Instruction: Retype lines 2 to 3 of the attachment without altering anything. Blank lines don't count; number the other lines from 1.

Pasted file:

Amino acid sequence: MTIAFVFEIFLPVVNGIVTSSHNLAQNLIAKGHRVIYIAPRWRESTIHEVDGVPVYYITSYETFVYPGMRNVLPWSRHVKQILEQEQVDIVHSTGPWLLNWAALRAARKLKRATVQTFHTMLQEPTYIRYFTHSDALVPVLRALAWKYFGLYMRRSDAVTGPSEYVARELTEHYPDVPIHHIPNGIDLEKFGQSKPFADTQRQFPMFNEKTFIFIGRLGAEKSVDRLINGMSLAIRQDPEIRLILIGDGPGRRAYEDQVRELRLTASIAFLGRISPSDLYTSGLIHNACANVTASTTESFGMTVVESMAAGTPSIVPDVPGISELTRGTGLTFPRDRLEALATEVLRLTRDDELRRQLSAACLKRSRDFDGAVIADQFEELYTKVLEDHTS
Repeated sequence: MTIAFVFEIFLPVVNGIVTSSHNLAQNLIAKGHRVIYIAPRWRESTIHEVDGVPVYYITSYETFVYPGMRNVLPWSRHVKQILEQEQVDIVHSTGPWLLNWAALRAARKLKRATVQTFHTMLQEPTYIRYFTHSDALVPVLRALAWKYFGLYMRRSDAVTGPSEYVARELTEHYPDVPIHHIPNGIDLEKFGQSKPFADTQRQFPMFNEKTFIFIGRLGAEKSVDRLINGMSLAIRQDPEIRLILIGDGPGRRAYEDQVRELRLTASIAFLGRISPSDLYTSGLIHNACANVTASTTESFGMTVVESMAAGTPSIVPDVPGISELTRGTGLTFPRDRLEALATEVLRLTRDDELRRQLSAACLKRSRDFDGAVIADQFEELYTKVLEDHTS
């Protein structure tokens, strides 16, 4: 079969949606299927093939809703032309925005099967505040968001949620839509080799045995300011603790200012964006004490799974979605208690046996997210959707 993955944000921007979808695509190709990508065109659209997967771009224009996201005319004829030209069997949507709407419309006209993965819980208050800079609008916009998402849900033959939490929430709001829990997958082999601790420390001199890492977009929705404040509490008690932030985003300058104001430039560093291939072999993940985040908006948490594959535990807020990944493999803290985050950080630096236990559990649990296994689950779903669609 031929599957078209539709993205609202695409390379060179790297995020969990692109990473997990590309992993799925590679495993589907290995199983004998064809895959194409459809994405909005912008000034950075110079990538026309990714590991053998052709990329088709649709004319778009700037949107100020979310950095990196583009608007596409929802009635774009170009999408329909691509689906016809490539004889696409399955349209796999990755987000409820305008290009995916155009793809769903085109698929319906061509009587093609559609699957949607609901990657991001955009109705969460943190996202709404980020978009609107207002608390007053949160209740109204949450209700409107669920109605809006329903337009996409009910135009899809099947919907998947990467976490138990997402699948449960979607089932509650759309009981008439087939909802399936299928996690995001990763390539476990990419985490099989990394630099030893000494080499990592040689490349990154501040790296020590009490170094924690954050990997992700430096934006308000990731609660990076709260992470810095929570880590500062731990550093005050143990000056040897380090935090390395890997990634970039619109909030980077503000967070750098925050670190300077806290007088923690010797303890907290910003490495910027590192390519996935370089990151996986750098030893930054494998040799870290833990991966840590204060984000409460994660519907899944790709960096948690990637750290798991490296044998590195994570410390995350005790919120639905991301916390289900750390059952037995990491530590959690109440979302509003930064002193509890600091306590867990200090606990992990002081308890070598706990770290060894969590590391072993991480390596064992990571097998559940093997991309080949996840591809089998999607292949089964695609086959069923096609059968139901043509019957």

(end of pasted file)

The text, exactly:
Repeated sequence: MTIAFVFEIFLPVVNGIVTSSHNLAQNLIAKGHRVIYIAPRWRESTIHEVDGVPVYYITSYETFVYPGMRNVLPWSRHVKQILEQEQVDIVHSTGPWLLNWAALRAARKLKRATVQTFHTMLQEPTYIRYFTHSDALVPVLRALAWKYFGLYMRRSDAVTGPSEYVARELTEHYPDVPIHHIPNGIDLEKFGQSKPFADTQRQFPMFNEKTFIFIGRLGAEKSVDRLINGMSLAIRQDPEIRLILIGDGPGRRAYEDQVRELRLTASIAFLGRISPSDLYTSGLIHNACANVTASTTESFGMTVVESMAAGTPSIVPDVPGISELTRGTGLTFPRDRLEALATEVLRLTRDDELRRQLSAACLKRSRDFDGAVIADQFEELYTKVLEDHTS
């Protein structure tokens, strides 16, 4: 079969949606299927093939809703032309925005099967505040968001949620839509080799045995300011603790200012964006004490799974979605208690046996997210959707 993955944000921007979808695509190709990508065109659209997967771009224009996201005319004829030209069997949507709407419309006209993965819980208050800079609008916009998402849900033959939490929430709001829990997958082999601790420390001199890492977009929705404040509490008690932030985003300058104001430039560093291939072999993940985040908006948490594959535990807020990944493999803290985050950080630096236990559990649990296994689950779903669609 031929599957078209539709993205609202695409390379060179790297995020969990692109990473997990590309992993799925590679495993589907290995199983004998064809895959194409459809994405909005912008000034950075110079990538026309990714590991053998052709990329088709649709004319778009700037949107100020979310950095990196583009608007596409929802009635774009170009999408329909691509689906016809490539004889696409399955349209796999990755987000409820305008290009995916155009793809769903085109698929319906061509009587093609559609699957949607609901990657991001955009109705969460943190996202709404980020978009609107207002608390007053949160209740109204949450209700409107669920109605809006329903337009996409009910135009899809099947919907998947990467976490138990997402699948449960979607089932509650759309009981008439087939909802399936299928996690995001990763390539476990990419985490099989990394630099030893000494080499990592040689490349990154501040790296020590009490170094924690954050990997992700430096934006308000990731609660990076709260992470810095929570880590500062731990550093005050143990000056040897380090935090390395890997990634970039619109909030980077503000967070750098925050670190300077806290007088923690010797303890907290910003490495910027590192390519996935370089990151996986750098030893930054494998040799870290833990991966840590204060984000409460994660519907899944790709960096948690990637750290798991490296044998590195994570410390995350005790919120639905991301916390289900750390059952037995990491530590959690109440979302509003930064002193509890600091306590867990200090606990992990002081308890070598706990770290060894969590590391072993991480390596064992990571097998559940093997991309080949996840591809089998999607292949089964695609086959069923096609059968139901043509019957």